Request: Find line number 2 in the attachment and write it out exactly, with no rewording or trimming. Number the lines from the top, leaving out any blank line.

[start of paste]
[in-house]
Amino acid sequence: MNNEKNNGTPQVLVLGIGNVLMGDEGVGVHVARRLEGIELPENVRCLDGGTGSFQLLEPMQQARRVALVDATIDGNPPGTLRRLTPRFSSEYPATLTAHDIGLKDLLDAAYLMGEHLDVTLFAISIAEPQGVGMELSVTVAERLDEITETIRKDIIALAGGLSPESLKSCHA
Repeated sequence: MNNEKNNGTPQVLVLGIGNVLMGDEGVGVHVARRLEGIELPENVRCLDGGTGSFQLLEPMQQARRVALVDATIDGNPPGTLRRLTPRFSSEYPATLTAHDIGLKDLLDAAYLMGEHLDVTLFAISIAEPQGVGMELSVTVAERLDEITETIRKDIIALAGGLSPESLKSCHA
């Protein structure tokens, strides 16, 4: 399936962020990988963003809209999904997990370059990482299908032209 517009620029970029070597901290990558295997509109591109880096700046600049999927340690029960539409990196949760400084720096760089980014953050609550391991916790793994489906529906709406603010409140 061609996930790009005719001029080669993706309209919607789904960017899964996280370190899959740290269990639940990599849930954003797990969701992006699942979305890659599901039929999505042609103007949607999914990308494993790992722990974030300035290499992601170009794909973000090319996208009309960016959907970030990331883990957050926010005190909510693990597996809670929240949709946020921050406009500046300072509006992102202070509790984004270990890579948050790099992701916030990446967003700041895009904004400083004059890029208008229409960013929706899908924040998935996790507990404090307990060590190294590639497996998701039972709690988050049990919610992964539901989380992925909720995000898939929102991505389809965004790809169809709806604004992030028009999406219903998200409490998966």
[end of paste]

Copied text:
Amino acid sequence: MNNEKNNGTPQVLVLGIGNVLMGDEGVGVHVARRLEGIELPENVRCLDGGTGSFQLLEPMQQARRVALVDATIDGNPPGTLRRLTPRFSSEYPATLTAHDIGLKDLLDAAYLMGEHLDVTLFAISIAEPQGVGMELSVTVAERLDEITETIRKDIIALAGGLSPESLKSCHA